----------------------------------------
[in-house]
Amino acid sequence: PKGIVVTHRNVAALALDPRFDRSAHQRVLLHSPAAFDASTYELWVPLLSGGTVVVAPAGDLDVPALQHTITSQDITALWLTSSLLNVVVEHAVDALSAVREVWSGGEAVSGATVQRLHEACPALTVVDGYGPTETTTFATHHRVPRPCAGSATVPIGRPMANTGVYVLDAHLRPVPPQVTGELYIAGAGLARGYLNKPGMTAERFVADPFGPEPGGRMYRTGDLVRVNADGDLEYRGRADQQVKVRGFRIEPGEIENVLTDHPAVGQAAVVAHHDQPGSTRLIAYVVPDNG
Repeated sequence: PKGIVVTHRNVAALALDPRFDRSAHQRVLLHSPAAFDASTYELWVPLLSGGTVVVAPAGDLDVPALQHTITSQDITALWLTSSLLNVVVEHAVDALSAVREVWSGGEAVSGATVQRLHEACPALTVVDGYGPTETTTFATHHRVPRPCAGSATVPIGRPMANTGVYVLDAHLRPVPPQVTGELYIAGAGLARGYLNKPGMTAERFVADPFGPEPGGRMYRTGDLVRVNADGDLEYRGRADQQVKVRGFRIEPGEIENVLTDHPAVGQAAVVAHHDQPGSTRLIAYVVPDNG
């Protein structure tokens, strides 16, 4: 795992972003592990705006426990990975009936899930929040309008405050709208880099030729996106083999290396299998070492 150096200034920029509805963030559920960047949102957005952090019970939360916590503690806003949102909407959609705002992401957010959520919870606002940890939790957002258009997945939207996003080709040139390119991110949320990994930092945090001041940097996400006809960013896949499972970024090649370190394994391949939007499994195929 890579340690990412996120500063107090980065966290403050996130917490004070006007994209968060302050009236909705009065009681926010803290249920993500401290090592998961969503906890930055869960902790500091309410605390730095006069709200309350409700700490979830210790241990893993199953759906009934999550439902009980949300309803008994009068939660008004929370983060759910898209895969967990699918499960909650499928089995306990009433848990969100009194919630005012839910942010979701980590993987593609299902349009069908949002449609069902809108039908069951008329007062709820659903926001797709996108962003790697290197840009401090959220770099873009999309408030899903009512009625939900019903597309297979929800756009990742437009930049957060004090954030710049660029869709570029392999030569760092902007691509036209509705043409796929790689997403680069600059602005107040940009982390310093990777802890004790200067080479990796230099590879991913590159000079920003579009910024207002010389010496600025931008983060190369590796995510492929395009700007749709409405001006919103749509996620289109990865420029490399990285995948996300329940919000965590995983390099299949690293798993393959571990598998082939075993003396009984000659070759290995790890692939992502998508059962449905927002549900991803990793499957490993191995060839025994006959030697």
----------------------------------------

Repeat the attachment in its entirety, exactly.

[in-house]
Amino acid sequence: PKGIVVTHRNVAALALDPRFDRSAHQRVLLHSPAAFDASTYELWVPLLSGGTVVVAPAGDLDVPALQHTITSQDITALWLTSSLLNVVVEHAVDALSAVREVWSGGEAVSGATVQRLHEACPALTVVDGYGPTETTTFATHHRVPRPCAGSATVPIGRPMANTGVYVLDAHLRPVPPQVTGELYIAGAGLARGYLNKPGMTAERFVADPFGPEPGGRMYRTGDLVRVNADGDLEYRGRADQQVKVRGFRIEPGEIENVLTDHPAVGQAAVVAHHDQPGSTRLIAYVVPDNG
Repeated sequence: PKGIVVTHRNVAALALDPRFDRSAHQRVLLHSPAAFDASTYELWVPLLSGGTVVVAPAGDLDVPALQHTITSQDITALWLTSSLLNVVVEHAVDALSAVREVWSGGEAVSGATVQRLHEACPALTVVDGYGPTETTTFATHHRVPRPCAGSATVPIGRPMANTGVYVLDAHLRPVPPQVTGELYIAGAGLARGYLNKPGMTAERFVADPFGPEPGGRMYRTGDLVRVNADGDLEYRGRADQQVKVRGFRIEPGEIENVLTDHPAVGQAAVVAHHDQPGSTRLIAYVVPDNG
């Protein structure tokens, strides 16, 4: 795992972003592990705006426990990975009936899930929040309008405050709208880099030729996106083999290396299998070492 150096200034920029509805963030559920960047949102957005952090019970939360916590503690806003949102909407959609705002992401957010959520919870606002940890939790957002258009997945939207996003080709040139390119991110949320990994930092945090001041940097996400006809960013896949499972970024090649370190394994391949939007499994195929 890579340690990412996120500063107090980065966290403050996130917490004070006007994209968060302050009236909705009065009681926010803290249920993500401290090592998961969503906890930055869960902790500091309410605390730095006069709200309350409700700490979830210790241990893993199953759906009934999550439902009980949300309803008994009068939660008004929370983060759910898209895969967990699918499960909650499928089995306990009433848990969100009194919630005012839910942010979701980590993987593609299902349009069908949002449609069902809108039908069951008329007062709820659903926001797709996108962003790697290197840009401090959220770099873009999309408030899903009512009625939900019903597309297979929800756009990742437009930049957060004090954030710049660029869709570029392999030569760092902007691509036209509705043409796929790689997403680069600059602005107040940009982390310093990777802890004790200067080479990796230099590879991913590159000079920003579009910024207002010389010496600025931008983060190369590796995510492929395009700007749709409405001006919103749509996620289109990865420029490399990285995948996300329940919000965590995983390099299949690293798993393959571990598998082939075993003396009984000659070759290995790890692939992502998508059962449905927002549900991803990793499957490993191995060839025994006959030697």